The Potato Park in Peru is managed by a collective of indigenous communities who employ traditional knowledge and management methods to restore agrobiodiversity, particularly of potatoes, adapt agricultural systems to climate change, and strengthen cultural identity and sovereignty in the area.
Established in 2002, the Potato Park, located in the Cusco region in the Pisac district of Peru, aims to protect agrobiodiversity, particularly of potatoes. The Potato Park spans over 9,000 hectares in a mountainous area in the Andes. The Potato Park works with six local indigenous Quechua communities and aims to expand this partnership to a further 23 communities. Management of the area is governed by participating communities who hold a collective land title and have enacted an inter-community benefit-sharing agreement based on customary laws. Principally, the Potato Park aims to protect the diversity of native potato varieties as well as other Andean crops. Depending on which type of classification system is used, the area boasts 650 potato varieties, or 1,200 according to traditional classifications. Concretely, measures implemented included the diversification of crop planting with some farmers planting as many as 200 potato varieties. Additionally, working with the International Potato Centre, 410 locally adapted potato varieties, samples of which had been collected from the area in the 1960s and 1970s, were reintroduced further supporting the diversification and protection of agricultural resources. Furthermore, other biocultural innovations were documented in the Potato Park including the increased use of natural fertilisers and pesticides and shifting the range of cultivation to adapt to changing microclimates.
Overview of context and outcomes:
Efforts to safeguard and enhance food systems and native agrobiodiversity is rooted in indigenous biocultural heritage, traditional knowledge, and community-led and rights-based methods of management. The communal management structure of the Potato Park allows for collaborative learning through experimentation that can help communities effectively adapt local ecosystems to a changing climate.
The traditional grazing practices and highland pasture management methods maintained and expanded are reported to store carbon.
Increases in genetic diversity and the number of resilient potato varieties in the Potato Park have reportedly reduced the risk of crop failure from frost, drought and disease. The use of climate-resilient potato varieties found to be resistant to particular climatic stressors as well as the improved mobility of potato cultivation (allowing for adaptation to changes in local microclimates) are reported to have contributed to greater resilience of local agricultural systems.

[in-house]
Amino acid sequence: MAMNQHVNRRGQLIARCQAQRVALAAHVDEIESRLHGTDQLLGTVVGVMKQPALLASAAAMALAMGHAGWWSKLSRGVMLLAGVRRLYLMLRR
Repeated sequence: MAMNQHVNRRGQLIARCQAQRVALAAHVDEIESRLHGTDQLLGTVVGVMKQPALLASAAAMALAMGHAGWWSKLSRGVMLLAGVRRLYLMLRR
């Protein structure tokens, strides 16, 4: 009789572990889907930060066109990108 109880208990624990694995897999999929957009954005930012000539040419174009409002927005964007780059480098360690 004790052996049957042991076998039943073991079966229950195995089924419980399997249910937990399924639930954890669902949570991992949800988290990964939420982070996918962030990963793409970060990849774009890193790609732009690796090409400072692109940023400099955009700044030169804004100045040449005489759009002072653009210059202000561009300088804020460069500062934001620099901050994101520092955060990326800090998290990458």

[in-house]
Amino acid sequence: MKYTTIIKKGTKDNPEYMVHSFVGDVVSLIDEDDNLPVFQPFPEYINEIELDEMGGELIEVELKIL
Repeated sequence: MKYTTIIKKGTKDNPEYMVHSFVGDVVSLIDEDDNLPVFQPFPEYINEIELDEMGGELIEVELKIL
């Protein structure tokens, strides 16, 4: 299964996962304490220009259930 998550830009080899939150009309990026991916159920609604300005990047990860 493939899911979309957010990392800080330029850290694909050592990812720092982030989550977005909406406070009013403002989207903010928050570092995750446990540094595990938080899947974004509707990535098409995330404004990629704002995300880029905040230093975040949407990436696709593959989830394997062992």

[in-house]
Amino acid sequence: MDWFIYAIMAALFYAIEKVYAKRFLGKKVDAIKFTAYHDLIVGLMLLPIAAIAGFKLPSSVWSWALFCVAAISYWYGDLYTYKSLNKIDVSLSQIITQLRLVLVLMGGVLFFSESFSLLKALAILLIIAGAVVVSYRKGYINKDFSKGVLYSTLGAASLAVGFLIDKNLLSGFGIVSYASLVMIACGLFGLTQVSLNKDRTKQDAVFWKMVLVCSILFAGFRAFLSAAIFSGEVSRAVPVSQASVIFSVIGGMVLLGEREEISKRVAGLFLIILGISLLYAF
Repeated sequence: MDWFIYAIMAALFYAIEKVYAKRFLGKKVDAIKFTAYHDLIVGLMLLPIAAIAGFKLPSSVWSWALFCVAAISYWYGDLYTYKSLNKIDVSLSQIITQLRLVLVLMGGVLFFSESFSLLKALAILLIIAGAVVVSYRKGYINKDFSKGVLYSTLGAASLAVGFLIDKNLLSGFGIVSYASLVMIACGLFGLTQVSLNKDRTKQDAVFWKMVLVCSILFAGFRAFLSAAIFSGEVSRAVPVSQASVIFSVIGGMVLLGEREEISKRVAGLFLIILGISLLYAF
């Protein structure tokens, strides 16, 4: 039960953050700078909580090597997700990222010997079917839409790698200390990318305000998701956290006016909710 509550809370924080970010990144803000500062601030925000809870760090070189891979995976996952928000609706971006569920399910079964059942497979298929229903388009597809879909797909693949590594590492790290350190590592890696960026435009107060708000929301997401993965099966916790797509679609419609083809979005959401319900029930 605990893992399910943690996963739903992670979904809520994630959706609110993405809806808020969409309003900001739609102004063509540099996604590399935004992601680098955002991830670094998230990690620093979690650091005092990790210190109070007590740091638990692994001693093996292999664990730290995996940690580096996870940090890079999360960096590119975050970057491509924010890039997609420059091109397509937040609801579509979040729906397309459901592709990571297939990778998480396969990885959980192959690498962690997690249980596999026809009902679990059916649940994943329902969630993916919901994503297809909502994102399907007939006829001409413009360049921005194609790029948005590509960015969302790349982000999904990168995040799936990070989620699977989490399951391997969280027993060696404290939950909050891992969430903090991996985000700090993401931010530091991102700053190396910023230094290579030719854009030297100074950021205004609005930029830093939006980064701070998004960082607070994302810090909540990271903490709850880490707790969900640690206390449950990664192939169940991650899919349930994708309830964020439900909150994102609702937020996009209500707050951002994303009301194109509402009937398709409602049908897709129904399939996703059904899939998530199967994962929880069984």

Potato diversity is reported to have almost doubled since 2003, reaching 1,345 native potato varieties (650 different varieties according to non-native classifications) in 2012. Improved agrobiodiversity is reported to maintain ecosystem service functioning including improved soil fertility and pollination. Genetic diversity is reported to have increased, leading to more resilient agroecosystems. Terracing has reportedly improved soil quality and reduced soil erosion. The Potato Park’s reforestation work has supported the restoration of key forest ecosystems.
Potato yields have reportedly increased slightly since 2002 despite documented severe climate change impacts. The share of households that reported being self-sufficient in basic foods in 2012 was found to be high and had remained stable since 2003. Average household income is reported to have almost doubled between 2003 and 2012, and income exceeded expenditure for the first time in 2012. Ecotourism has facilitated the diversification of local incomes and revenues from ecotourism are currently reported to make up the largest source of income for the local economy. Health benefits from increased consumption of more nutritious foods have been reported. Expert respondents working with the project reported that competition for resources has been replaced by collaborative management.
The potato park is governed by Indigenous communities rather than governments or international organizations. They use collective governance through a communal land title registered as the Association of Communities of the Potato Park.
This project has received funding an support from Oxfam-Novib, The Ford Foundation, the Christensen Fund, the
United Nations University and IIED.
Local community researchers provide extensive monitoring including indicators and measurements such as climatic parameters, potato transects, and disease evaluation.
The park took 5 to 10 years to begin materializing benefits for the local community, which shows limitations in the speed of uptake for projects of this nature.